This is not The Walking Dead
I’ve got no idea what fascinates me so much about the zombie genre, but when The Walking Dead t.v. show came out I was thrilled to have such compelling story-telling, drama and character development occur in a modern-day landscape. When I played State of Decay Year One, there was an immediate sense of, “oh man, this is so close to being a Walking Dead clone!” and over time, you realize the game is much much much less than that. So when they announced a second one was on its way, I thought, “Alright, if that was the plain version I can’t wait to see what they do with more funding and stronger direction the second time round.”
Missions are so stale. Once you’ve done something once, you’ve done it a hundred times. It never gets harder, or more surprising, or more fun. There’s dozens of ways the game itself could throw some wrench in the mission formula, or a benefit, but you’ll be disappointed to expect much variety or consequence to your actions. Even enemy factions never really do anything to hurt you, you just might get shot at if you go over there, but not a one-hit kill, so you can pretty much avoid them easily or trespass whenever you want provided you’re not actively trying to die. It would be so interesting if the hostile factions were more of an element of chaos in this game, or foils to implement story-building elements into as what happens in The Walking Dead. An easy way to do this is just to have your actual home base come under some sort of threat if an enemy faction is angry enough, or perhaps if they’re left alone enough then that makes them overconfident? All they do is exist somewhere on the map until a member of your community or a random mission points out they’re alive and that you should kill them. Even exiling someone just exits that character from the entire map, instead of them creating a hostile or allied faction of their own and maybe generating new missions from that experience.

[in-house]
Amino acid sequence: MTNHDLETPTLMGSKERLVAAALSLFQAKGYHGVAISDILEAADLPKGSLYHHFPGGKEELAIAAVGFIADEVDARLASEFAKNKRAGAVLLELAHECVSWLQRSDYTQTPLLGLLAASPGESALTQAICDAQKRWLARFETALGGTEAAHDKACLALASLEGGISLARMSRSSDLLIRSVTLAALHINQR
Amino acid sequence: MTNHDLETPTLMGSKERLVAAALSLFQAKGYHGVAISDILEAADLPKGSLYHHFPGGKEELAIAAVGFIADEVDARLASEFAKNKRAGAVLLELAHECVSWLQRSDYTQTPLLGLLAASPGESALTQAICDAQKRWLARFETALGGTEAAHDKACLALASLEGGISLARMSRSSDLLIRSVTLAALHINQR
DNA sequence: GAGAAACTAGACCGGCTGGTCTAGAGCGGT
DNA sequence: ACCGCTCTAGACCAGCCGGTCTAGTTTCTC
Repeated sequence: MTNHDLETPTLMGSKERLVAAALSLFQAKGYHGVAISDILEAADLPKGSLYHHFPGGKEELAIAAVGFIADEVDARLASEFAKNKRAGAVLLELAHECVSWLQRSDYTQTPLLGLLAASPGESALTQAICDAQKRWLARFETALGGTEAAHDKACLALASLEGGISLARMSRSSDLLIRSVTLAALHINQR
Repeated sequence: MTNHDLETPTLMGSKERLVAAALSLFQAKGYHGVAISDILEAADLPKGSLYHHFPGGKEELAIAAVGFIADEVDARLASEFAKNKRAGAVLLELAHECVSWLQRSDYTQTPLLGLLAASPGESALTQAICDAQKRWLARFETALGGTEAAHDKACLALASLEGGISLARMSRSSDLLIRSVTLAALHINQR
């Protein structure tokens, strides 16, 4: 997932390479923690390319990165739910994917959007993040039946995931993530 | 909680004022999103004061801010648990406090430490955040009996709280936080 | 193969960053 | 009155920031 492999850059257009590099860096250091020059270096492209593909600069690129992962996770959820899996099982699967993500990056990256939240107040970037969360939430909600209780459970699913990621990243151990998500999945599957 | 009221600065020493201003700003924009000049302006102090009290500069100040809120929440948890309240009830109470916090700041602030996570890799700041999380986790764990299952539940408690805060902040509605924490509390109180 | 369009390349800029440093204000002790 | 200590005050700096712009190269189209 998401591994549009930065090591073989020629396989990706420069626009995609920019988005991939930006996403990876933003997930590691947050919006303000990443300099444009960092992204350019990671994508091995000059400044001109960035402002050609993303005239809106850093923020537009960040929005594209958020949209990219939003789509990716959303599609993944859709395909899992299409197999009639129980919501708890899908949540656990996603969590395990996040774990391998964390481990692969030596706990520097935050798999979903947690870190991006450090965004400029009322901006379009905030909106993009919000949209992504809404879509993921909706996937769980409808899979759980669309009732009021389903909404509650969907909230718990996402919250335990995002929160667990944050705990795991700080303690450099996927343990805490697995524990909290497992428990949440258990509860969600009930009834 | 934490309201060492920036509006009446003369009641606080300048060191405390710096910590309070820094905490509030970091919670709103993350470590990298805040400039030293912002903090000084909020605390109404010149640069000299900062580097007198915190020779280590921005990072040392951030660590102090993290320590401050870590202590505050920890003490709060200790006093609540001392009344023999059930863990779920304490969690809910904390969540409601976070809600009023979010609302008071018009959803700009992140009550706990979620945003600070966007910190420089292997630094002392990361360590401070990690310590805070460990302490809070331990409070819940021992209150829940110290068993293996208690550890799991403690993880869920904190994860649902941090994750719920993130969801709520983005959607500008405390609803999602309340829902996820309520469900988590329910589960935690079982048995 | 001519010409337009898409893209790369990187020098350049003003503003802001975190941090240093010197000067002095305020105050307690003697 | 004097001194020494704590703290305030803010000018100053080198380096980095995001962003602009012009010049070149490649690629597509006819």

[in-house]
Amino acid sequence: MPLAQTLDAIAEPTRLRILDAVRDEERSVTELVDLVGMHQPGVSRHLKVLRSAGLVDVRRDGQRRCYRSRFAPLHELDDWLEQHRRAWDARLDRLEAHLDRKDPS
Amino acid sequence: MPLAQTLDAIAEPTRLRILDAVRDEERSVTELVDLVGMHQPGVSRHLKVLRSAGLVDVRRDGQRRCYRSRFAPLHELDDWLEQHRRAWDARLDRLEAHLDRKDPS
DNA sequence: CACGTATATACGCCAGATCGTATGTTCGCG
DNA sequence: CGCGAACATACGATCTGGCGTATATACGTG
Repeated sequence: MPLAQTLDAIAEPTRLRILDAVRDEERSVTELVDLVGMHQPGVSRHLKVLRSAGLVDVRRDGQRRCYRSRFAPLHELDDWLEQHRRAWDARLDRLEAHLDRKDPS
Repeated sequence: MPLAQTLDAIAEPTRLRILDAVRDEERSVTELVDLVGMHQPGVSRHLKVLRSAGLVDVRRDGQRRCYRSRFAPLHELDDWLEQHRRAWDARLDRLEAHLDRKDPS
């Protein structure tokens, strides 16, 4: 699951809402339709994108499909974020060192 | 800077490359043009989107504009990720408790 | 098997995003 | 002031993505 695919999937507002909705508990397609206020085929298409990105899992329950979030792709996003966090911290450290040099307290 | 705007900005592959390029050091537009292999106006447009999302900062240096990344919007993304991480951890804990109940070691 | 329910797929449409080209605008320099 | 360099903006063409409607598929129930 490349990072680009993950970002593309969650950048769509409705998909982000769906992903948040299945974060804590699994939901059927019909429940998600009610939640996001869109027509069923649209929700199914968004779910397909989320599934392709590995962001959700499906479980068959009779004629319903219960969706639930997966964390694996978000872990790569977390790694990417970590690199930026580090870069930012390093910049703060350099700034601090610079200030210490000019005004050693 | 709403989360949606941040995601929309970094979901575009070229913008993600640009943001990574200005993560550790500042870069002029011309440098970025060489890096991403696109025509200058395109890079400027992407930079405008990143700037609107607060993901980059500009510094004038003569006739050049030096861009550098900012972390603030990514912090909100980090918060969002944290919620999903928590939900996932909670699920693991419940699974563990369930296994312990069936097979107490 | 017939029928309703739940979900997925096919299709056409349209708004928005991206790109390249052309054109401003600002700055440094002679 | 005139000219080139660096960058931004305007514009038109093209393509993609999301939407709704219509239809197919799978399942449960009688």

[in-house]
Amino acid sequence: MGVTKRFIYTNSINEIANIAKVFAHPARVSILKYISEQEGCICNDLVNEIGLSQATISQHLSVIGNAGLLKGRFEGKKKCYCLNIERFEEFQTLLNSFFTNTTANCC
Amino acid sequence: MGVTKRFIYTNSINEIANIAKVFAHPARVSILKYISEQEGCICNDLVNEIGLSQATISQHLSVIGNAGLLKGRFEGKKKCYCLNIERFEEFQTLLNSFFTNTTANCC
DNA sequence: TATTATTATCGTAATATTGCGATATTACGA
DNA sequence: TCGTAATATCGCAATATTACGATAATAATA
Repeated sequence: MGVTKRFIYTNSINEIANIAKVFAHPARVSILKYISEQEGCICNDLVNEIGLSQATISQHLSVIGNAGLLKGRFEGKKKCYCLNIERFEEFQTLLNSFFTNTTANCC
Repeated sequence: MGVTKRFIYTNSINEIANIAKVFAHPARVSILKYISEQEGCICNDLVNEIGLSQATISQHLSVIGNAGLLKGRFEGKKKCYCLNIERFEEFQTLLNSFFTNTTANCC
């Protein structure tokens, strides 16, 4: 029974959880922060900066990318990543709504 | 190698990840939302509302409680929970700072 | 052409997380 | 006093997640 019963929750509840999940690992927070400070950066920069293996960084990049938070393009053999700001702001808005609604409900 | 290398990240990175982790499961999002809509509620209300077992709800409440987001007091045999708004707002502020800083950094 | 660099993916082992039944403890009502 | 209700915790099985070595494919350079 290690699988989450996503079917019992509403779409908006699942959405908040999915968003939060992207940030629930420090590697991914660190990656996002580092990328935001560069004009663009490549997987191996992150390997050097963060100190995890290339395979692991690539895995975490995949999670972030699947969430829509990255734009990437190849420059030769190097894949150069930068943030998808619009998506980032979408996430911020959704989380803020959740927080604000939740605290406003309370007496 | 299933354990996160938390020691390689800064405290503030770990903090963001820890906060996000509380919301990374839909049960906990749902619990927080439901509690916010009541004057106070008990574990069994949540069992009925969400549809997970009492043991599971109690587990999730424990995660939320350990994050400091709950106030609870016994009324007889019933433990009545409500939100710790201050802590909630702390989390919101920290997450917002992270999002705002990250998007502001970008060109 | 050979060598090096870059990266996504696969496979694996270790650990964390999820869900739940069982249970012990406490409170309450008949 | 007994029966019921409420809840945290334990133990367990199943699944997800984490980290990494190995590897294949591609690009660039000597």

This is not Left4Dead